The first strength of this study is that it is the first to examine the relation between children’s susceptibility to food advertisements and their weight status two years later. Leading experts agree that food marketing is a major contributor to the worldwide childhood obesity epidemic , but the question still remains how food advertising exactly affects obesity. This study suggests that teaching children to consume healthier food, like apple, when impulsive reactions to food cues lead to craving for food, might help in establishing or maintaining a low BMI. Second, testing the large number of children who participated in both studies can be considered as a representative group to examine the effects of individual susceptibility to food advertisements and the development of BMI status over two years.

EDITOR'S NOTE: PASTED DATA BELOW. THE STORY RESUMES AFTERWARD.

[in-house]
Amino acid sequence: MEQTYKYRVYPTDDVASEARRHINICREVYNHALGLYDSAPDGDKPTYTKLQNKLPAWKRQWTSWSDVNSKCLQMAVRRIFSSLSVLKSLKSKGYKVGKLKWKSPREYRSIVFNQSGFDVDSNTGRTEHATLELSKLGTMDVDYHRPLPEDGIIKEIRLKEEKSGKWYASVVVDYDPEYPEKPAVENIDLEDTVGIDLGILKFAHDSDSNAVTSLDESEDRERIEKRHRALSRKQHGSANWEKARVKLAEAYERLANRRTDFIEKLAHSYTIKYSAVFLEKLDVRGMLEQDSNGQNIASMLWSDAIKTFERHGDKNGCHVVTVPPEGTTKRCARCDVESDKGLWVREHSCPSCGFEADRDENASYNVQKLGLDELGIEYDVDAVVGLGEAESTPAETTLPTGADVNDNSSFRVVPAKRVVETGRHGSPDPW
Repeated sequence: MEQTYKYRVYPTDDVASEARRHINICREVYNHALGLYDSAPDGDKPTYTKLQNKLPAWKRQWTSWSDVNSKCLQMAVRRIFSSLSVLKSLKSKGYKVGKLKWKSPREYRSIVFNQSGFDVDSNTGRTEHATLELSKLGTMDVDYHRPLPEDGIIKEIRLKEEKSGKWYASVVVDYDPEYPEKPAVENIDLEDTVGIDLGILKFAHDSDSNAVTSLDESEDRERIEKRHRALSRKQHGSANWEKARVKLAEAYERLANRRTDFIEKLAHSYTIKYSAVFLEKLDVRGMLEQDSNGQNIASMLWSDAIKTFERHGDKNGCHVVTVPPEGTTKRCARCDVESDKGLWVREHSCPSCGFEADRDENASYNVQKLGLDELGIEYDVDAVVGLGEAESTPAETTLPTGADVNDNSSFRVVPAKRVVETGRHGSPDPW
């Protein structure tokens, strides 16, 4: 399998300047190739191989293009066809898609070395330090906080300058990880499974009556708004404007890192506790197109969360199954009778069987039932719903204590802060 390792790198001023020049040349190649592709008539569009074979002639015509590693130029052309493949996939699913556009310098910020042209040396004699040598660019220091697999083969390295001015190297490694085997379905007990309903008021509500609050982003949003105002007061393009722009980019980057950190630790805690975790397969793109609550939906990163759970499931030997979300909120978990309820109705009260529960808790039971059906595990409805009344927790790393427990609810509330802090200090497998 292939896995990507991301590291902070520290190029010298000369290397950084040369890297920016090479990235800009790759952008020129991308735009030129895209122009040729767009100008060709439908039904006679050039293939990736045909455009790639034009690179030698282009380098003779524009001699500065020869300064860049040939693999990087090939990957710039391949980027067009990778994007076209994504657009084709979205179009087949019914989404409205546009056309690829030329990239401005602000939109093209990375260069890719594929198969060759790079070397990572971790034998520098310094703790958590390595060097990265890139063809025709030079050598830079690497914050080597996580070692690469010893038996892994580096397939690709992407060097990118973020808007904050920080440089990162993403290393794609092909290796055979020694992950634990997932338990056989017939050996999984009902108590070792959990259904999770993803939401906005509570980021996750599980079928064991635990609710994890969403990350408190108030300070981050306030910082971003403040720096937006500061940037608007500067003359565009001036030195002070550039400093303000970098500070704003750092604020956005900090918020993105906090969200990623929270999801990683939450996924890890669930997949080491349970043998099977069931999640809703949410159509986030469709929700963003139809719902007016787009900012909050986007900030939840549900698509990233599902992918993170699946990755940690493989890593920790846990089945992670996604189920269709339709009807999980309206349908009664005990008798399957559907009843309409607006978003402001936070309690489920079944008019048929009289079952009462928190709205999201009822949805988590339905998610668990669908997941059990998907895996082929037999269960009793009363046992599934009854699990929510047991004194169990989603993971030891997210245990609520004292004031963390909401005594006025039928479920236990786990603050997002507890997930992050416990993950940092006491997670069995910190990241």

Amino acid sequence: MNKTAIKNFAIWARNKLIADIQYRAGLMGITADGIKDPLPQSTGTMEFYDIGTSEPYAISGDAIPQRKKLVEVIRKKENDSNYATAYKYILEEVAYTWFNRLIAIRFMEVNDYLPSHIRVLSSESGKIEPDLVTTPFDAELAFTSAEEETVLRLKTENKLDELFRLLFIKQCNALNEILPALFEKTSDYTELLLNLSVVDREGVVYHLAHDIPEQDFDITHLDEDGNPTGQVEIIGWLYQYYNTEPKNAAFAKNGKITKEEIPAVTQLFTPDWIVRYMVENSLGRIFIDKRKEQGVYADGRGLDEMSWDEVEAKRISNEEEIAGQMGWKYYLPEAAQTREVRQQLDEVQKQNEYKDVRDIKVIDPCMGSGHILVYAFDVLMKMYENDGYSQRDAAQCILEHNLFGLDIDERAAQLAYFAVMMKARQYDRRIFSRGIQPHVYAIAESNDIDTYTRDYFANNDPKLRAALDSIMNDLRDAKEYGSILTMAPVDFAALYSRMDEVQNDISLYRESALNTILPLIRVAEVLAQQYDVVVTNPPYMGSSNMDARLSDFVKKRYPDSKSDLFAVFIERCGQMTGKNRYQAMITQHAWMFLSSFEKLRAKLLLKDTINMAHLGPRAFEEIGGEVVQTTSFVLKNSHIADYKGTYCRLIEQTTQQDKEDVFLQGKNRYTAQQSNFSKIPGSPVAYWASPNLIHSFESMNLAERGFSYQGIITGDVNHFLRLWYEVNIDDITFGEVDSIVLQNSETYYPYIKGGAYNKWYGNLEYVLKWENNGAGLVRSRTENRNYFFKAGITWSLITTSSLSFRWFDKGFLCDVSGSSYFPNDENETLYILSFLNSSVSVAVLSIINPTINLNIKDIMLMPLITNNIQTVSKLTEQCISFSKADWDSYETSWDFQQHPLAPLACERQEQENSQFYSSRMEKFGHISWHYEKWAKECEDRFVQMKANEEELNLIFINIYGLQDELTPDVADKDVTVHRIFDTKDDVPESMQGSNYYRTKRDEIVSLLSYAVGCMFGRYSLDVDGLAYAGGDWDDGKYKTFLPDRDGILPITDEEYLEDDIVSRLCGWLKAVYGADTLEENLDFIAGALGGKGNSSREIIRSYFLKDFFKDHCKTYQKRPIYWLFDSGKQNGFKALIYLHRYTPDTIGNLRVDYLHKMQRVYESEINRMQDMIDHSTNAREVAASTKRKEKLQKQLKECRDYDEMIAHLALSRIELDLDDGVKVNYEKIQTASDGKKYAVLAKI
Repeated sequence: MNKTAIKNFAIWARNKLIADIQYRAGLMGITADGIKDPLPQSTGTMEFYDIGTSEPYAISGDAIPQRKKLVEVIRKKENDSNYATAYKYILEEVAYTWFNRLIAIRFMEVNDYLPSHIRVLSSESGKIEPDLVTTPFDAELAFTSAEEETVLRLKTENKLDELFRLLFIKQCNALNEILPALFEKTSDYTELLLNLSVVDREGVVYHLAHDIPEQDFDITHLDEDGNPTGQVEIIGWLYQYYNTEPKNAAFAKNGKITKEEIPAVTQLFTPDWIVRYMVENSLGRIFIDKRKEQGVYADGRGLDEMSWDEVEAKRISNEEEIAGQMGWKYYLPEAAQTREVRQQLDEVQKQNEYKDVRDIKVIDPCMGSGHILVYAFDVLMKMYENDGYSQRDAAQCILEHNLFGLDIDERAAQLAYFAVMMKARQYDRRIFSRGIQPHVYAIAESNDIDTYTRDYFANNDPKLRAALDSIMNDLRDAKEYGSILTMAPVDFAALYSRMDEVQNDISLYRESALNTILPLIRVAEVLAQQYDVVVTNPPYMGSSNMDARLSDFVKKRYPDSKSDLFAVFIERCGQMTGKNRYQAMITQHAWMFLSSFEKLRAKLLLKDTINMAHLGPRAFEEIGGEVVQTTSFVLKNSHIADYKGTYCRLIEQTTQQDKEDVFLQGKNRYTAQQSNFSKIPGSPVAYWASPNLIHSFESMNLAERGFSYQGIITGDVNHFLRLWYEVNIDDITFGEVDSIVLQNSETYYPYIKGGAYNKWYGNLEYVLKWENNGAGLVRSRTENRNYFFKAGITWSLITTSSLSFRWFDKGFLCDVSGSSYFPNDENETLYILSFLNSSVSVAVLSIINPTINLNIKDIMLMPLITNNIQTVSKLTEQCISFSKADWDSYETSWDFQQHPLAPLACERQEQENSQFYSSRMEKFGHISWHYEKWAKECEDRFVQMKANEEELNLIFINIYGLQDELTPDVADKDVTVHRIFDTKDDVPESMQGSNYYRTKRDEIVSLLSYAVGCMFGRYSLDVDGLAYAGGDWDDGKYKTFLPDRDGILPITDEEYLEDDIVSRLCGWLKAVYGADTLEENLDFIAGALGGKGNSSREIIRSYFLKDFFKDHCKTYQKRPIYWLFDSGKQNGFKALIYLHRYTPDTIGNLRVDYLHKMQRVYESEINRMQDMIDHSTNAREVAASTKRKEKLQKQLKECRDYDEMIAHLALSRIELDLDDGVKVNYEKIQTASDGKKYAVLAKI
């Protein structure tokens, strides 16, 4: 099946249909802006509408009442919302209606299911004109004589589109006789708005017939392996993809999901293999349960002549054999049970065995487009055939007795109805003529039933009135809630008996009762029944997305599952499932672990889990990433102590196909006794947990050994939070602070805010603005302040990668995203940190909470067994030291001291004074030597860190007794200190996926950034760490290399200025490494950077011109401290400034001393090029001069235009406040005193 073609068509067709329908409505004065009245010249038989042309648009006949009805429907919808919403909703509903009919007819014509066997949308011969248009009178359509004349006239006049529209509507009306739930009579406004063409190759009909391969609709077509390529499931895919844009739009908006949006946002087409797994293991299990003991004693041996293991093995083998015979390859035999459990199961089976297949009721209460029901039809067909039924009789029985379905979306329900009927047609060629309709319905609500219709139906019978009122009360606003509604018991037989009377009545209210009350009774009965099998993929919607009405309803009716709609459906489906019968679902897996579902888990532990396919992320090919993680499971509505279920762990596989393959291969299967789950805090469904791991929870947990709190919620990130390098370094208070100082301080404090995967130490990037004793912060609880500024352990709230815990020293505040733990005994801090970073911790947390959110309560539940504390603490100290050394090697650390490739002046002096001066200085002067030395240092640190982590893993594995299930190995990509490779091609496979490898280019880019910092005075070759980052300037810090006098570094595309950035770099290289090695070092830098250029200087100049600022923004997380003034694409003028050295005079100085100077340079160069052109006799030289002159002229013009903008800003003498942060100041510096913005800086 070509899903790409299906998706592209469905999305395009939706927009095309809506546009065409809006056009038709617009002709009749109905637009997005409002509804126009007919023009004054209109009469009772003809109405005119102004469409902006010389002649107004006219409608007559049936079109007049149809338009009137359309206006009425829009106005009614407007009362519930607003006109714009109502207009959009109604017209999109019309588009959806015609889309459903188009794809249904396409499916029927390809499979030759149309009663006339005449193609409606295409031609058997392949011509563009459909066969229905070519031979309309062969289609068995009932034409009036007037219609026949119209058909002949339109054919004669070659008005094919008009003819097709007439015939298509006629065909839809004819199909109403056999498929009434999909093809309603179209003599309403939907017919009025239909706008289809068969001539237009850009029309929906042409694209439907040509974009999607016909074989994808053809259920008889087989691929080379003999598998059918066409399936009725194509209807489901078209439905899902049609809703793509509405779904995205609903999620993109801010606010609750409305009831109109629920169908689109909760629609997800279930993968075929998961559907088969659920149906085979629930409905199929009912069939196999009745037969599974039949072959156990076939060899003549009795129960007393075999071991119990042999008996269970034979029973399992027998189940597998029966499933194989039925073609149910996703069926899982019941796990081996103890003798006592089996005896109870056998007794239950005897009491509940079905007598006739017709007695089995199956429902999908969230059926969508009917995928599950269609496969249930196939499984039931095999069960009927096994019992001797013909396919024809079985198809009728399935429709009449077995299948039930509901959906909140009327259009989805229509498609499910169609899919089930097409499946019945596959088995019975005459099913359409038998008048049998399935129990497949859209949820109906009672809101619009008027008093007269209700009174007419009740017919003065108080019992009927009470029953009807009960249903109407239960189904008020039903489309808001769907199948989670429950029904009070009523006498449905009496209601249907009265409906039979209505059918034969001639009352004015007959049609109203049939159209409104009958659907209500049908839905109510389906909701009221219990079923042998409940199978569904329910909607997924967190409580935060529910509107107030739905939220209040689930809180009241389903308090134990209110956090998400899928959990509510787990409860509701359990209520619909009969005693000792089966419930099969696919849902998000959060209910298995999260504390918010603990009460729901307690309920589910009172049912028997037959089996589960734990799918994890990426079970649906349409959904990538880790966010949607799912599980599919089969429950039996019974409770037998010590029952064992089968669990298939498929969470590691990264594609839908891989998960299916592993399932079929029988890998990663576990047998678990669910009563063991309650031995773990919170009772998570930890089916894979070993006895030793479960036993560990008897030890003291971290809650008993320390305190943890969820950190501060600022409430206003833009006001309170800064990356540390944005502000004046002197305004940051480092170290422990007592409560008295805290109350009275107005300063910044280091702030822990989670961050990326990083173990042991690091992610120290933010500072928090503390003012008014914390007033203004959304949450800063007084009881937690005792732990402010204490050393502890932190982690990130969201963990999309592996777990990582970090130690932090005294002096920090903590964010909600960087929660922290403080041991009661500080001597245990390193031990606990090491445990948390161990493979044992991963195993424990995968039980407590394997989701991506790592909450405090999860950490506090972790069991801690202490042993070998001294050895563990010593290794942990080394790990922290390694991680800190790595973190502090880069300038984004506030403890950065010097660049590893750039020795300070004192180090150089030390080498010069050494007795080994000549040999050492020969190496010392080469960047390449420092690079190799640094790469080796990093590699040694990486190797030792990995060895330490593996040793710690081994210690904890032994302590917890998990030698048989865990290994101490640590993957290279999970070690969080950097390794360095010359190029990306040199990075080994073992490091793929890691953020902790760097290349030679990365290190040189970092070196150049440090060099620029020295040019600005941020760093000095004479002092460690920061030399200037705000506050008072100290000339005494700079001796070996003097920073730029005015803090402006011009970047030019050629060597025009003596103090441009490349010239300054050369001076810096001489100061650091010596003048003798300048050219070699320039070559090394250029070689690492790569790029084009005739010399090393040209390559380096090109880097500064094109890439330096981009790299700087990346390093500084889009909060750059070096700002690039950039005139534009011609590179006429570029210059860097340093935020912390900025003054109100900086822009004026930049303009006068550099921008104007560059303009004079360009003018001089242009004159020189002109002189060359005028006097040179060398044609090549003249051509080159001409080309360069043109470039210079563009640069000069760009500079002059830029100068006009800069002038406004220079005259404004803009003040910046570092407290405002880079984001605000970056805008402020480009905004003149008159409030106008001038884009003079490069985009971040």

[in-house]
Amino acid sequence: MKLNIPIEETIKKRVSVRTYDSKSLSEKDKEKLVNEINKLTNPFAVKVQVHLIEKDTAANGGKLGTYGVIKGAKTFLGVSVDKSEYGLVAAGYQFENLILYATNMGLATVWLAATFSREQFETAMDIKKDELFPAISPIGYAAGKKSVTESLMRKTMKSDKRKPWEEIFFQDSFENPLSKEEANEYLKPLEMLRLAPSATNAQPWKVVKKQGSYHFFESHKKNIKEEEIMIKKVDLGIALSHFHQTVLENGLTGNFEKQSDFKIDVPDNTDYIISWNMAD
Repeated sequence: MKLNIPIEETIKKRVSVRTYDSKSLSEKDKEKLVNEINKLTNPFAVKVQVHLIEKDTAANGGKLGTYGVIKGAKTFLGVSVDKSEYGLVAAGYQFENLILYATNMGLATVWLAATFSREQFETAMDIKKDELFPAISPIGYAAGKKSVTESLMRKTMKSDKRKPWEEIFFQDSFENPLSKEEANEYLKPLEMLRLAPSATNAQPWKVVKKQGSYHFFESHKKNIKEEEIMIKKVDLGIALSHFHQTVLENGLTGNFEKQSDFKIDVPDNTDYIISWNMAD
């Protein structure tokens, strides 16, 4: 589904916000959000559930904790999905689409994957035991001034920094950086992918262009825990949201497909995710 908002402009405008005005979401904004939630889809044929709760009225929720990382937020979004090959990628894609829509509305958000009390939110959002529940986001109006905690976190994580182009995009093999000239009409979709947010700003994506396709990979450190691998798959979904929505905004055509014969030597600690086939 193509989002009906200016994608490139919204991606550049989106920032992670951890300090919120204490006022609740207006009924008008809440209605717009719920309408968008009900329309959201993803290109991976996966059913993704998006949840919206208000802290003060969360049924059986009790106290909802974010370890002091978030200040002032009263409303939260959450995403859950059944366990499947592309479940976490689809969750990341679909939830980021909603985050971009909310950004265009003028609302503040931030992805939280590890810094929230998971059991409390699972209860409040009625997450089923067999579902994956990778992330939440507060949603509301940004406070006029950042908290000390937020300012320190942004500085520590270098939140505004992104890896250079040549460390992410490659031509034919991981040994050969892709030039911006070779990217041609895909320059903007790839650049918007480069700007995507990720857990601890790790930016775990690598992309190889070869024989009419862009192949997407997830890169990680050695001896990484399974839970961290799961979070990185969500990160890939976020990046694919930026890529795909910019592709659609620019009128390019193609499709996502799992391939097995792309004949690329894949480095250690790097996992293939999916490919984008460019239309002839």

One limitation of this study is that we only tested food choices at one moment. If we would have tested food choices of the children with a repeated measures design, we would possibly have had a more profound insight of the association of cue-reactivity and BMI at a later stage of the children. A second limitation is that we measured BMI already after two years. As the analyses show, BMI at T1 and T2 are highly correlated, assuming that the same construct was measured. Therefore, separate analyses were conducted without and with BMI at T1 as a predictor. Measuring BMI at a later stage, for example five years later, would provide us with a more valid estimation of the relationship between food cue-reactivity after a food advertisement and future weight status.